Developing technologies for remote rehabilitation monitoring

Around 15% of the global population suffer from some form of a disability.

Supporting these people through rehabilitation care has become very important as there is increasing pressure on the healthcare systems globally due to pandemics, global political issues, poverty and rapid population growth.

However, health services for rehabilitation are almost non-existent or desperately under-resourced in many countries around the world.

Our research focuses on developing new and efficient technologies for remote rehabilitation monitoring, which could significantly increase healthcare access and facilitate maximum utilization of available healthcare resources.

The focus of our work is to develop smart textile solutions similar to regular clothing at low cost, high sensing accuracy, comfort and long-term wearability. Every time we move, we generate power. Harvesting some of this energy would provide each of us with our very own sustainable and portable energy source. This idea is now becoming a reality and making sure it does is the focus of our most recent research project.

Dr Ishara Dharmasena Royal Academy of Engineering Research Fellow and Lecturer

Research in focus

Developing smart-textiles

We mainly focus on developing wearable sensor-integrated smart textiles which can monitor movements of targeted parts of the body and remotely transmit that information to healthcare professionals. Rehabilitation practitioners can then use this information to provide necessary advice and interventions to enhance the progress of the patient.

We are exploring “super-smart textiles” that can capture energy from the wearer’s movement to support self-powered health monitoring. This kind of technology will be developed to assess various conditions – including movement disorders, knee osteoarthritis, sports and other injuries – and support the rehabilitation processes.


Research outputs

  • Dudem B, Dharmasena RIG, Graham SA, Leem JW, Patnam H, Mule AR, Silva SRP, Yu JS. (2020). Exploring the theoretical and experimental optimization of high-performance triboelectric nanogenerators using microarchitectured silk cocoon films. Nano Energy, 74, p.104882. DOI: 10.1016/j.nanoen.2020.104882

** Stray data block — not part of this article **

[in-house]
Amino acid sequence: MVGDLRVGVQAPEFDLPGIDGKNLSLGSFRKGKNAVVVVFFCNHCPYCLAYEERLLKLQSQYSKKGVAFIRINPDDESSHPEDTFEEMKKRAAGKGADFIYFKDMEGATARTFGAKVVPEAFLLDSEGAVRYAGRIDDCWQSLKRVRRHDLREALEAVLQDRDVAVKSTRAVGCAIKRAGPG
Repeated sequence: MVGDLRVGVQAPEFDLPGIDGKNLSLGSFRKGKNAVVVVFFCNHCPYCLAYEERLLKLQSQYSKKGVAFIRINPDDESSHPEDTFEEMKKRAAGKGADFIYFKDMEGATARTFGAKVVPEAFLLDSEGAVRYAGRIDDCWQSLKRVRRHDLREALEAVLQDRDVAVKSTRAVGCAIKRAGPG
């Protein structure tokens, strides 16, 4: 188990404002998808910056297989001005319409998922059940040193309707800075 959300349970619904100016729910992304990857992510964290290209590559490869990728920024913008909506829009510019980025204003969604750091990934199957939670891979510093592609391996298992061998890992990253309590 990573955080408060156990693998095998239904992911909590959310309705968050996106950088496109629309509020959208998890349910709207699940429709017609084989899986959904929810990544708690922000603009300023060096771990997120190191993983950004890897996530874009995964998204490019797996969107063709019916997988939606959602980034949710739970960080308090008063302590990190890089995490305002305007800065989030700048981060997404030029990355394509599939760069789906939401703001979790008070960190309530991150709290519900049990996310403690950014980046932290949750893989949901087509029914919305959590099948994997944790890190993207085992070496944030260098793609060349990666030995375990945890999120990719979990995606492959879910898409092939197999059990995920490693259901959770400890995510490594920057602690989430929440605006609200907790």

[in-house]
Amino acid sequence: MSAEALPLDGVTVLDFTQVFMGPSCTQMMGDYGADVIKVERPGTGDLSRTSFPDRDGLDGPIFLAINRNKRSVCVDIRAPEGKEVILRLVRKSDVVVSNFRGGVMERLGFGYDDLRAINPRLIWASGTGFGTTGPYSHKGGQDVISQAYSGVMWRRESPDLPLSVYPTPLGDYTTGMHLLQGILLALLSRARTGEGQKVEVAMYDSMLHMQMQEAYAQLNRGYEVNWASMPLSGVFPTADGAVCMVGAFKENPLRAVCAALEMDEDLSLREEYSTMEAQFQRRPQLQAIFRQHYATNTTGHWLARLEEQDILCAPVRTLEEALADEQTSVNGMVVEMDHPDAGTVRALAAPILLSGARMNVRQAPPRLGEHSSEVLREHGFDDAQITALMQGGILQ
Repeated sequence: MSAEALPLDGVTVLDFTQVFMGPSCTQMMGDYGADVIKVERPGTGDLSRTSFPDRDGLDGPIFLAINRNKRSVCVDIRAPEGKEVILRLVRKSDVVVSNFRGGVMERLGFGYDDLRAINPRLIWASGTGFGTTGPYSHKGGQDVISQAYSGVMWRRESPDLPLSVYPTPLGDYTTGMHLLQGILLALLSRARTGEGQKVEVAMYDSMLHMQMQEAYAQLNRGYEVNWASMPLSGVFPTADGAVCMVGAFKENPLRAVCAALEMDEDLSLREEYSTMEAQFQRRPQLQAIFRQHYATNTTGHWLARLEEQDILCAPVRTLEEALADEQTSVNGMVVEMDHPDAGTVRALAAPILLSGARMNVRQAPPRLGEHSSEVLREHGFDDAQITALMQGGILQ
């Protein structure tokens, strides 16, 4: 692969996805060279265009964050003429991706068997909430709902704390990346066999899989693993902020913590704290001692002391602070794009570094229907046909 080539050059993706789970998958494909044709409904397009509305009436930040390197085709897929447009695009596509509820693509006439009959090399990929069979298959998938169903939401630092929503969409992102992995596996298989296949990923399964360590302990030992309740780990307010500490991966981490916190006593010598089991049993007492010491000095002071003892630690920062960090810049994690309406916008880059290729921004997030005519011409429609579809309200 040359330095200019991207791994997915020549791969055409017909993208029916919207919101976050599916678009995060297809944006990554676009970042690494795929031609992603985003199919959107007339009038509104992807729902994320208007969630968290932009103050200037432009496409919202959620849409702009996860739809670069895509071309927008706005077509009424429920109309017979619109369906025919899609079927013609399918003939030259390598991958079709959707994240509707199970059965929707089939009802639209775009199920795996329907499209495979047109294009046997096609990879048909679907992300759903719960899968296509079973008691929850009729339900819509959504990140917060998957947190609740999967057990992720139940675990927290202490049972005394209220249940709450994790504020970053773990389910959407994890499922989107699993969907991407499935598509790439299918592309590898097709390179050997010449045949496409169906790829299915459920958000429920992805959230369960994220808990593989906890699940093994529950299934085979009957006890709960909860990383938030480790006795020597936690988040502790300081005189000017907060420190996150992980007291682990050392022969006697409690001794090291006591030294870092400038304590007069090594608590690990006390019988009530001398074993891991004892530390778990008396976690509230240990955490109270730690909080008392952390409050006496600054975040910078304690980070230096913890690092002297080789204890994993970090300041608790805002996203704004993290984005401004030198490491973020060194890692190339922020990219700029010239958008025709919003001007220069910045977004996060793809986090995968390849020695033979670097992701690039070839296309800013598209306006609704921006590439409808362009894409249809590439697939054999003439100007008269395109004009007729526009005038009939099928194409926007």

• Gunawardhana KS, Wanasekara ND, Wijayantha KG, Dharmasena RI. (2022). Scalable Textile Manufacturing Methods for Fabricating Triboelectric Nanogenerators with Balanced Electrical and Wearable Properties. ACS applied electronic materials, 4(2), pp.678-688. DOI: 10.1021/acsaelm.1c01095
  • Dharmasena RDIG, Jayawardena KDGI, Mills CA, Deane JHB, Anguita JV, Dorey RA, Silva SRP. (2017). Triboelectric nanogenerators: providing a fundamental framework. Energy & Environmental Science, 10(8), pp.1801-1811. DOI: 10.1039/C7EE01139C

Meet the experts

Dr Ishara Dharmasena is a Royal Academy of Engineering Research Fellow and a Lecturer at Loughborough University.

He received his BSc (Engineering) degree from University of Moratuwa (2014) and PhD from University of Surrey specializing in triboelectric energy harvesting and wearable electronics (2019). He previously worked as a EPSRC Doctoral Prize Fellow at the Wolfson School, Loughborough University (2019-2021) and as a Research Fellow on TENG Energy Harvesting at the University of Surrey (2019).

Ishara has extensive experience in smart textiles and nanotechnology industries, working as a Research Scientist at Sri Lanka Institute of Nanotechnology and working in several leading textiles companies in South Asia. His current research interests include smart textiles, energy harvesting, triboelectric nanogenerators, wearable and flexible electronics.

We collaborate with a number of academic and industrial partners and happy to collaborate with industries and academics in the UK and worldwide.

Dr Ishara Dharmasena

Dr Ishara Dharmasena

Royal Academy of Engineering Research Fellow and Lecturer

Rameesh Bulathsinghala

Doctoral Researcher